Legislators, university officials, and all other stakeholders must grasp the seriousness of the situation as the tenure debate rages on. Texas must place a high priority on safeguarding its scientific and technology expertise in order to maintain academic quality and preserve broader national interests. It would be a terrible mistake with serious consequences for the security and prosperity of the country to ignore the serious national security threats posed by tenure changes. To solve this pressing problem, immediate attention and firm action are required.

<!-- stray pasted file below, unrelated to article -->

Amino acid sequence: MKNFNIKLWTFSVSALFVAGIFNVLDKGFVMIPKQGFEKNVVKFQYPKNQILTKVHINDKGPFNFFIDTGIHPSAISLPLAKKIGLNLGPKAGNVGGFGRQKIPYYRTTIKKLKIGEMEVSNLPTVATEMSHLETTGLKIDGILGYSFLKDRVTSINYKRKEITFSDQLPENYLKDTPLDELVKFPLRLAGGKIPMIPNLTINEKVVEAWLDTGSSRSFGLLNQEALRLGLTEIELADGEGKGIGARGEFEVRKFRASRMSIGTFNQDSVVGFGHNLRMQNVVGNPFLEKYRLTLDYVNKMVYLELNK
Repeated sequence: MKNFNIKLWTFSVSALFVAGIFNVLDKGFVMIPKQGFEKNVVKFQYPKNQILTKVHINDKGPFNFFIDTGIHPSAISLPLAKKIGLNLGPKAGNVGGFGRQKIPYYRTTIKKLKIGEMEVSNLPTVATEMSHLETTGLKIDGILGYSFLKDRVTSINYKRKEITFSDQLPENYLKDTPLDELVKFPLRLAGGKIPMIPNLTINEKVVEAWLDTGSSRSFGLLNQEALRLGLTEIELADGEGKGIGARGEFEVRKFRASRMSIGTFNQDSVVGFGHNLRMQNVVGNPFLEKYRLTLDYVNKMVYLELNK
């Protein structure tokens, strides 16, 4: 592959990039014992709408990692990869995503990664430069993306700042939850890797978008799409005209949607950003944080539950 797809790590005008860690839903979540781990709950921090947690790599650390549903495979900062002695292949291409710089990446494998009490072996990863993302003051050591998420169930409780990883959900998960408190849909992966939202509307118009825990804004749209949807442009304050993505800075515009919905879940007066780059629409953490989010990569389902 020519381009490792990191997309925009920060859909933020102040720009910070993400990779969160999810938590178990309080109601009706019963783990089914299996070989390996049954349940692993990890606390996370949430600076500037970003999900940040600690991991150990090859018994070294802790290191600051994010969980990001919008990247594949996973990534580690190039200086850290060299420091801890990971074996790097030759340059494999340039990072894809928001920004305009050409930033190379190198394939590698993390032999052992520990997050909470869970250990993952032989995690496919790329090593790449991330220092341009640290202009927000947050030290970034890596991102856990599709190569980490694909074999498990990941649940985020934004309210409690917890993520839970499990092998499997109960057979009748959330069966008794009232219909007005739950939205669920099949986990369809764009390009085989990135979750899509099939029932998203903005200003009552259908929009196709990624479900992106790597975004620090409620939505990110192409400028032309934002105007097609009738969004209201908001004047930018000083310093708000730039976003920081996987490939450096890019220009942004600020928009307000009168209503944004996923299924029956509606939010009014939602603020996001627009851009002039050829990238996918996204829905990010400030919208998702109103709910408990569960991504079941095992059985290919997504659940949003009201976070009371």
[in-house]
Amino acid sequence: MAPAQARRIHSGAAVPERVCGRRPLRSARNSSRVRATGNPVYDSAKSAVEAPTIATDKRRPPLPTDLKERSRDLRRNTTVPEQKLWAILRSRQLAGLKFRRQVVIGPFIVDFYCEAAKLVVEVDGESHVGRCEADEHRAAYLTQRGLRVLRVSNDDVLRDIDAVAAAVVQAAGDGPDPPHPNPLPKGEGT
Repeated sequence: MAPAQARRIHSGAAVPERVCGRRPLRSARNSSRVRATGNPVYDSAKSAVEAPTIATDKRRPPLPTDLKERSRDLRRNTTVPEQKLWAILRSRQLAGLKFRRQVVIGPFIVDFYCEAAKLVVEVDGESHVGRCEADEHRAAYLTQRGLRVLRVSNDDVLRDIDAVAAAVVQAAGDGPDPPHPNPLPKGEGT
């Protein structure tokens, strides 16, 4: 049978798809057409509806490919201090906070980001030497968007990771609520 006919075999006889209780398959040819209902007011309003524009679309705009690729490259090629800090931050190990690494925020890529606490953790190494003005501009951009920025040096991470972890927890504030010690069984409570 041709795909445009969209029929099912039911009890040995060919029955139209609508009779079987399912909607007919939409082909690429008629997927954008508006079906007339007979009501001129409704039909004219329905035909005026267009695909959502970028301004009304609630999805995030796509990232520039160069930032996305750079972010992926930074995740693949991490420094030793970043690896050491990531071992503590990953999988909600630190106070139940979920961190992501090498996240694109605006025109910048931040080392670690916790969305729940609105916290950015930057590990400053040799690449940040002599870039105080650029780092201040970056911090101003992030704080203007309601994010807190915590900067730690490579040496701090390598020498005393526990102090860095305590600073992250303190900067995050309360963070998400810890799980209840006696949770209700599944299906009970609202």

As Texas weighs the fate of tenure, remember: do we want to be a state that boldly defends its intellectual treasures or a state that inadvertently hosts a talent auction for adversaries, shouting, “Going once, going twice, sold to the highest bidder!” The answer should be evident: Texas, my fellow Texans, it is time to protect our brilliance and fortify our walls of knowledge before they crumble under the weight of missed opportunities and compromised security.



Christopher Hepburn, PhD

Author, critic, and public intellectual professing East Asian history, art, & culture at the University of Southern California. Also very pale and awkward.